The ‘truth politics’ of anti-North Koreanism: the post-ideological cultural representation of North Korea and the cultural criticisms of Korean nationalism
This essay questions the ‘truth politics’ of anti-North Koreanism in which a ‘genuine’ figuration of North Korea is presumed to be achievable at the popular level. I define the truth politics of anti-North Koreanism as the political-cultural discursive formation obscuring the ideological powerfulness of anti-North Koreanism that hinges on ‘the normality of nationalism’. The truth politics reinscribes and reinforces the populist and functionalist belief in national unification that justifies developmentalist agendas for North Korea. As an alternative, I discuss the post-colonial cultural criticism that calls into question the identity politics of popular nationalism, which implicitly performs along the lines of the Sunshine Policy guidelines to naturalize the normality of nationalism under economic developmentalism. The questionable formation of nationalism prevents South Koreans from gaining self-reflexive access to the way in which heterogeneous tropes of the nation rupturing in the discursive practice of popular nationalism are exploited. But I also critically interrogate the analytical framework presumed within the criticism, because it constrains its own scope and abilities of questioning the truth politics of anti-North Koreanism the criticism ostensibly targets.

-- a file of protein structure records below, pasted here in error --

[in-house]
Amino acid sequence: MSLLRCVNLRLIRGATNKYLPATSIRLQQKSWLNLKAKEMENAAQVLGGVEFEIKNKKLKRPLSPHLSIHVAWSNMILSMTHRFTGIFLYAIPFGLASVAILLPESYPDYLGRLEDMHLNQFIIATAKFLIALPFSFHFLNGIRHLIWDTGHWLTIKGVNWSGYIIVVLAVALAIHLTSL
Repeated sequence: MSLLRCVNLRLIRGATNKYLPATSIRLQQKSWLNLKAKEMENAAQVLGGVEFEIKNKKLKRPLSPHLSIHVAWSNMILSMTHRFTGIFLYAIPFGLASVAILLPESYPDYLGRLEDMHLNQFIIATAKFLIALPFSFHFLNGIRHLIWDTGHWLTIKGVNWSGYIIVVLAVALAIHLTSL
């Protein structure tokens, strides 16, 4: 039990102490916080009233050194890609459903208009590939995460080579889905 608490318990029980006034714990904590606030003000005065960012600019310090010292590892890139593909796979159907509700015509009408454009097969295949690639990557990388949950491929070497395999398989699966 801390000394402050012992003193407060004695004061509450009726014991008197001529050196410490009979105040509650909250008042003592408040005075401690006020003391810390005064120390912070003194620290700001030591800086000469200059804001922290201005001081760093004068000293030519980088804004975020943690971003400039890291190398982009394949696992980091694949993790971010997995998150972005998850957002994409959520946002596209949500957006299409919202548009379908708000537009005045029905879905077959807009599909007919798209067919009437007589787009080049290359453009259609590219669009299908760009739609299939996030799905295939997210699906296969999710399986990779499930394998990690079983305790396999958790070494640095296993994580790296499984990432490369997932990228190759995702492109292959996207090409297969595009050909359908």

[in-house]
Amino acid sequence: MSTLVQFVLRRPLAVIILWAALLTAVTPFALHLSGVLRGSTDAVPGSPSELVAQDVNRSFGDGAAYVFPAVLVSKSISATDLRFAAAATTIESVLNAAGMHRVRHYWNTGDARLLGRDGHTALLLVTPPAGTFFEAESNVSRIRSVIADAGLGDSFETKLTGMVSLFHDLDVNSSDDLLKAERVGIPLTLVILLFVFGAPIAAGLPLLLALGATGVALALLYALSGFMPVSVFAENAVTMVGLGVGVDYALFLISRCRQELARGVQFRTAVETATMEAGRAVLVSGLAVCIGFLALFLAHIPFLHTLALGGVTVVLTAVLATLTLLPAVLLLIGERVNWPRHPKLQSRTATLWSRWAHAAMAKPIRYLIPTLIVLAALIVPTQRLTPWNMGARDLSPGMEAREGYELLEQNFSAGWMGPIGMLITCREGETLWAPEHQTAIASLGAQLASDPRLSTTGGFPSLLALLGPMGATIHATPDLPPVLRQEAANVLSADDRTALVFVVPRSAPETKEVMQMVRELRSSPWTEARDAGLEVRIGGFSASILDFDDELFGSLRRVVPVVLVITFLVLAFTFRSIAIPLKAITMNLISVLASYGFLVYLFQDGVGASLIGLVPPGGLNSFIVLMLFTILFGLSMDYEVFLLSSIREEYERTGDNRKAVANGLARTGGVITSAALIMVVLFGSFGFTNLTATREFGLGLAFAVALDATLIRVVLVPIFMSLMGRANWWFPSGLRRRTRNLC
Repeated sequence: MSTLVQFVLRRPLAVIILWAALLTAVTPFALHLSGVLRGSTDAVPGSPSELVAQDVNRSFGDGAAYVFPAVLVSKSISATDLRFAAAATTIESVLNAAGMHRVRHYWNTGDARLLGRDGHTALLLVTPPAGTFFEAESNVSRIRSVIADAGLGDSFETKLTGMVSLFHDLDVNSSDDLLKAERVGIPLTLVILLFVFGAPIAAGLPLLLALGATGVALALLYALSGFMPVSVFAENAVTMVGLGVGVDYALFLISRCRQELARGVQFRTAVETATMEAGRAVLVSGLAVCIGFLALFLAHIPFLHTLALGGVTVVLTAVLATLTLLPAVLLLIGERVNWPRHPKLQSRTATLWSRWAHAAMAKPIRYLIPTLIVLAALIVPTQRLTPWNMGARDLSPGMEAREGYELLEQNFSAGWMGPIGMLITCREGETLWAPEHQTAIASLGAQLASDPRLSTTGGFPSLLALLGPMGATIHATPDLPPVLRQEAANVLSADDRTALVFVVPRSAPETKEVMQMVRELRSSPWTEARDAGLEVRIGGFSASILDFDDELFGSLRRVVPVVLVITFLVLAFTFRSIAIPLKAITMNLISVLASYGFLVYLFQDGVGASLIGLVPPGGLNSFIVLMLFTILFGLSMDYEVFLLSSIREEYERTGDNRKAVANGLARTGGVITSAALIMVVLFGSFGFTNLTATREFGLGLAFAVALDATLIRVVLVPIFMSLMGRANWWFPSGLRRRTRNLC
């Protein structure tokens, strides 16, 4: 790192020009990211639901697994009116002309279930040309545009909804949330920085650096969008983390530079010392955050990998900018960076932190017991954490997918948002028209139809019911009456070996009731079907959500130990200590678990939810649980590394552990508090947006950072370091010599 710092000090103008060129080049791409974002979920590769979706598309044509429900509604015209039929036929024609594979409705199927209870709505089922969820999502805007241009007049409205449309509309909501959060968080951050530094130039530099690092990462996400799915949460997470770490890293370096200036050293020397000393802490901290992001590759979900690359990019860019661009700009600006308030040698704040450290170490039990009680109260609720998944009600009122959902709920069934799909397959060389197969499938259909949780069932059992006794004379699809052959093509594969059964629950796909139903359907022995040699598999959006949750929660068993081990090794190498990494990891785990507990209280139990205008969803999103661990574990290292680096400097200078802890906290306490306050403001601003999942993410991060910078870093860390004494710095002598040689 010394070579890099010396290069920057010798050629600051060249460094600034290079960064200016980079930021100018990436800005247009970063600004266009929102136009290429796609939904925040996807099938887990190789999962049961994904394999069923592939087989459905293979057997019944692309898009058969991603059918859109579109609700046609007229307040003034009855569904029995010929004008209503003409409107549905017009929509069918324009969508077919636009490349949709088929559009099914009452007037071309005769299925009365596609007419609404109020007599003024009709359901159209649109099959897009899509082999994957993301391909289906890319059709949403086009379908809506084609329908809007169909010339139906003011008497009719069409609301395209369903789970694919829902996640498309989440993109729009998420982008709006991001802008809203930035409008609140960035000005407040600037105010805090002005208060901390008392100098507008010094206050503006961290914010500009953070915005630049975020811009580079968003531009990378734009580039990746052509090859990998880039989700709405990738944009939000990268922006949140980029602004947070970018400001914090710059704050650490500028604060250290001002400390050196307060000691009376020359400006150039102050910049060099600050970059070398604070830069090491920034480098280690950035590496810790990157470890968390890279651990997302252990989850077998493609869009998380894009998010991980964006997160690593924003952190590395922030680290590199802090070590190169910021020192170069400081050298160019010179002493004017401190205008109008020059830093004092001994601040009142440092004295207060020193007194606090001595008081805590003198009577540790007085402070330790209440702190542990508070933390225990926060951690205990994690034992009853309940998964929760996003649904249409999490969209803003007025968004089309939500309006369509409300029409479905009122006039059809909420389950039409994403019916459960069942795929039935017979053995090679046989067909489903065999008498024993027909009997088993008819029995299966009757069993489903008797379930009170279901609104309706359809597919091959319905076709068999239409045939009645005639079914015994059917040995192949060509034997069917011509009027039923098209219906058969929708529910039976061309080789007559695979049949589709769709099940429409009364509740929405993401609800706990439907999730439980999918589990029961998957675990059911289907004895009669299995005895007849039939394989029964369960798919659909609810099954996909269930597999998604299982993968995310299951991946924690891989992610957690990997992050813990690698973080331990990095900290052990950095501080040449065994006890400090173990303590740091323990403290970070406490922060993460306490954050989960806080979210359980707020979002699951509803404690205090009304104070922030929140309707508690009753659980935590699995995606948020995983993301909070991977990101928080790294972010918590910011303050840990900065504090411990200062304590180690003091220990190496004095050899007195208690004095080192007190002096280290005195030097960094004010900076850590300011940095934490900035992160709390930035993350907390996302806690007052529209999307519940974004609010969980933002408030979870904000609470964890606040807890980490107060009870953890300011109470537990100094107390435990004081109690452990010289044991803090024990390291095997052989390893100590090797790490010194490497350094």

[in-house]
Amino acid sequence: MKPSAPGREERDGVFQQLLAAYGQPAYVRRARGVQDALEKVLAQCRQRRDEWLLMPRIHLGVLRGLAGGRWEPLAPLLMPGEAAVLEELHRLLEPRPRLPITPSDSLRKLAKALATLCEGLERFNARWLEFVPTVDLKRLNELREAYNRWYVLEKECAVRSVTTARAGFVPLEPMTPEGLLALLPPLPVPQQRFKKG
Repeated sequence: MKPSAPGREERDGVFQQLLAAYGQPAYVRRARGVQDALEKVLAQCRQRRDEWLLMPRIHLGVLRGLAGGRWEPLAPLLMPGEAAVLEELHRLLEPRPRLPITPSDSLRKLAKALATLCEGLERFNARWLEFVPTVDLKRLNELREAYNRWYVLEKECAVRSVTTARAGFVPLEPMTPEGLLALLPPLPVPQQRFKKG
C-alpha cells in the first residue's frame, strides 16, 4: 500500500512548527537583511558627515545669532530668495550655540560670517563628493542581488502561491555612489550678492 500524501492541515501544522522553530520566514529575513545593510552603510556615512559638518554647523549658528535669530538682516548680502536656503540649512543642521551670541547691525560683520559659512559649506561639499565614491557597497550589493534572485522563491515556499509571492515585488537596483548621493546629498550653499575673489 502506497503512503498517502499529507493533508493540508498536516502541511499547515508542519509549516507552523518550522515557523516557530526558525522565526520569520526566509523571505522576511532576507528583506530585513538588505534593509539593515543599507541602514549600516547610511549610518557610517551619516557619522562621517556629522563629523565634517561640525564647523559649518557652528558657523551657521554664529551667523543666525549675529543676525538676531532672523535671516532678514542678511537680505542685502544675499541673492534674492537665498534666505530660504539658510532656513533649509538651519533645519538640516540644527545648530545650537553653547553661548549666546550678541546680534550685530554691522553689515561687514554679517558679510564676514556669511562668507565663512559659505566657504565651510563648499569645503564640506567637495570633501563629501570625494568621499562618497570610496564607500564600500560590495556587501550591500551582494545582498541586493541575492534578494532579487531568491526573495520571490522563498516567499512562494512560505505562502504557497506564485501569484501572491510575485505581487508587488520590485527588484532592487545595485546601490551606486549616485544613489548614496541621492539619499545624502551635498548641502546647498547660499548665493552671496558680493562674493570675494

KEYWORDS: anti-North Koreanism, nationalism, nation-state, post-colonialism, neoliberalism, cultural Otherness, Korean unification, social movements
Minkyu Sung is a PhD candidate in the Department of Communication Studies at the University of Iowa, USA. He is currently completing his doctoral dissertation. His areas of specialization include Critical/Cultural Studies, Political Economy of Communication, and Globalization and Postcolonialism.
Contact address: 105 BCSB, Department of Communication Studies, The University of Iowa, Iowa City, IA52242, USA.